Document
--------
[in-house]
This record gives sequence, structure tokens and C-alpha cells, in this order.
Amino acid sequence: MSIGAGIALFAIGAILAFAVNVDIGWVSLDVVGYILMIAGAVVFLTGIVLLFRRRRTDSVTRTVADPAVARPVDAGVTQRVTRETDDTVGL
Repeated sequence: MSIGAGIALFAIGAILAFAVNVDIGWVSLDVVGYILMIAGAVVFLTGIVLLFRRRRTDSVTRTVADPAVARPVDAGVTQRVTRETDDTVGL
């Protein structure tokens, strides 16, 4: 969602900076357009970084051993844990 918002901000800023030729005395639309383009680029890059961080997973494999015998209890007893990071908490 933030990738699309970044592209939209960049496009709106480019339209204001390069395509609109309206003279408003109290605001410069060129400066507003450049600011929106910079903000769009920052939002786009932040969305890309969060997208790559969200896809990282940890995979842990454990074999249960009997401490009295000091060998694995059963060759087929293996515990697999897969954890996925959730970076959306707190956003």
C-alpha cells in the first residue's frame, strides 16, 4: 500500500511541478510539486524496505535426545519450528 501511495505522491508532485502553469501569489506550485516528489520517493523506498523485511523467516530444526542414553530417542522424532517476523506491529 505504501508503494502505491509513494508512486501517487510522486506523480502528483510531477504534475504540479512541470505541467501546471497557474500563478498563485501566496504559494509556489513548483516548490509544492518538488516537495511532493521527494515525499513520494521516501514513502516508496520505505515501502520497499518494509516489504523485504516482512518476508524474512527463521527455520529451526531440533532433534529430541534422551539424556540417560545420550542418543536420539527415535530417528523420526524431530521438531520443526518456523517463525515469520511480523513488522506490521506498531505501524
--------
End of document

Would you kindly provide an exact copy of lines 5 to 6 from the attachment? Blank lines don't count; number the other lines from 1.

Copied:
């Protein structure tokens, strides 16, 4: 969602900076357009970084051993844990 918002901000800023030729005395639309383009680029890059961080997973494999015998209890007893990071908490 933030990738699309970044592209939209960049496009709106480019339209204001390069395509609109309206003279408003109290605001410069060129400066507003450049600011929106910079903000769009920052939002786009932040969305890309969060997208790559969200896809990282940890995979842990454990074999249960009997401490009295000091060998694995059963060759087929293996515990697999897969954890996925959730970076959306707190956003």
C-alpha cells in the first residue's frame, strides 16, 4: 500500500511541478510539486524496505535426545519450528 501511495505522491508532485502553469501569489506550485516528489520517493523506498523485511523467516530444526542414553530417542522424532517476523506491529 505504501508503494502505491509513494508512486501517487510522486506523480502528483510531477504534475504540479512541470505541467501546471497557474500563478498563485501566496504559494509556489513548483516548490509544492518538488516537495511532493521527494515525499513520494521516501514513502516508496520505505515501502520497499518494509516489504523485504516482512518476508524474512527463521527455520529451526531440533532433534529430541534422551539424556540417560545420550542418543536420539527415535530417528523420526524431530521438531520443526518456523517463525515469520511480523513488522506490521506498531505501524